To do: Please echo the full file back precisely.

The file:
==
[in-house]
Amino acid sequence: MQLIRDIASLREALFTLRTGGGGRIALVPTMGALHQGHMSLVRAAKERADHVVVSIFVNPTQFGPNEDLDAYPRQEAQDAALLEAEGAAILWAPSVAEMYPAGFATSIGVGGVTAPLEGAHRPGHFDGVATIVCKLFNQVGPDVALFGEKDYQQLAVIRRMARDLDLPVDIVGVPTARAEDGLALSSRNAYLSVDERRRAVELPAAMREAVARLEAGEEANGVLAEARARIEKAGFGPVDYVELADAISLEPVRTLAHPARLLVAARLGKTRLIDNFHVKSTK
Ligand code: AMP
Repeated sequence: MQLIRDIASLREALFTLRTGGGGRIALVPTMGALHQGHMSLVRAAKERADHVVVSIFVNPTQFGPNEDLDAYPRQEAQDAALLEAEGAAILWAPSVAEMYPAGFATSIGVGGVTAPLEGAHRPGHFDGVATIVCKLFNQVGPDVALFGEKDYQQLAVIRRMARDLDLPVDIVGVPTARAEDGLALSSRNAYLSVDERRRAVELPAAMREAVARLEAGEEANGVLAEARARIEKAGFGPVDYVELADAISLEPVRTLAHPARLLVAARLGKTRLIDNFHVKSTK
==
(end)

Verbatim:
[in-house]
Amino acid sequence: MQLIRDIASLREALFTLRTGGGGRIALVPTMGALHQGHMSLVRAAKERADHVVVSIFVNPTQFGPNEDLDAYPRQEAQDAALLEAEGAAILWAPSVAEMYPAGFATSIGVGGVTAPLEGAHRPGHFDGVATIVCKLFNQVGPDVALFGEKDYQQLAVIRRMARDLDLPVDIVGVPTARAEDGLALSSRNAYLSVDERRRAVELPAAMREAVARLEAGEEANGVLAEARARIEKAGFGPVDYVELADAISLEPVRTLAHPARLLVAARLGKTRLIDNFHVKSTK
Ligand code: AMP
Repeated sequence: MQLIRDIASLREALFTLRTGGGGRIALVPTMGALHQGHMSLVRAAKERADHVVVSIFVNPTQFGPNEDLDAYPRQEAQDAALLEAEGAAILWAPSVAEMYPAGFATSIGVGGVTAPLEGAHRPGHFDGVATIVCKLFNQVGPDVALFGEKDYQQLAVIRRMARDLDLPVDIVGVPTARAEDGLALSSRNAYLSVDERRRAVELPAAMREAVARLEAGEEANGVLAEARARIEKAGFGPVDYVELADAISLEPVRTLAHPARLLVAARLGKTRLIDNFHVKSTK